Home » Archive » Miss Chapman » Page 1

Miss Chapman

Page 1

Laura Fulton

The teachers’ lounge reeked of cigarette smoke. Finding no one she knew well enough to talk to, Miss Chapman slid into the last available plastic moulded seat in the room, a stray chair near the window, and opened her lunchbox. Another bologna sandwich and apple, compliments of her mother, which, Miss Chapman supposed, was better than making her own lunch.

With any luck, she’d be out of here soon anyway, married and carrying on with her real life. She still couldn’t quite believe how wrong a turn her life had taken. She thought she’d done everything right – gone to the Christian college, met a nice boy, got engaged. Paul Rhodes, son of a minister, was exactly the kind of boy her mother said she should look for. Only it was HIS ding dang fault that she’d walked in and found him with her roommate. It was HER ding dang room, after all.

After what she’d seen that rotten afternoon, she’d had no choice but to appear outraged. She wasn’t supposed to mind, and she didn’t – her mother told her that that sort of thing was just what boys do and if you don’t let them do it, you end up having to do all sorts of nasty things. But she wasn’t supposed to KNOW, either. She wasn’t supposed to see it, anyhow.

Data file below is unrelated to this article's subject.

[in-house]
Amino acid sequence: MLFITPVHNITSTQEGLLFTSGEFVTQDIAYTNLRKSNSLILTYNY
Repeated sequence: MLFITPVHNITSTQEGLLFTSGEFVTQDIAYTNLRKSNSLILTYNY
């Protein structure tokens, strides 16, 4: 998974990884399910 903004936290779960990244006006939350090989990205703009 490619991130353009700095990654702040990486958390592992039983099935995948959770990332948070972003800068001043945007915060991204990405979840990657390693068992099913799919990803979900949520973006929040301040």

But then she’d walked in and found him with his pants down around his ankles and HER roommate sitting in front of him on the bed doing GOD knows what but it sure wasn’t anything SHE’D learned in the First Baptist Youth Group for Young Godly Women. And she’d demanded to know the meaning of this, and he’d said she deserved better and called the whole thing off and that had been that.

And now here she was, with a college degree and a job and another bologna sandwich and no husband. It was just not ding dang fair.

How many times have we told those goddamn kids not to climb up that goddamn slide the wrong way? I’ll tell you one thing – if another one of those little shits falls off and breaks their arm again, I ain’t gonna be the one to drive ‘em to the goddamn hospital this time.

Miss Chapman was shocked at the sort of language Carl Johnson always used in the teachers’ lounge, but she could see his point. They’d all told the children over and over not to climb up the slide backwards – at least, they had on numerous occasions since that little third grader had had that fall and broke his arm in three places – but of course there they all were, doing it again.

Who’s supposed to be out there?

I think it’s Caroline Newsom, but I don’t see her anywhere. I don’t see anyone.

Page 1

This edition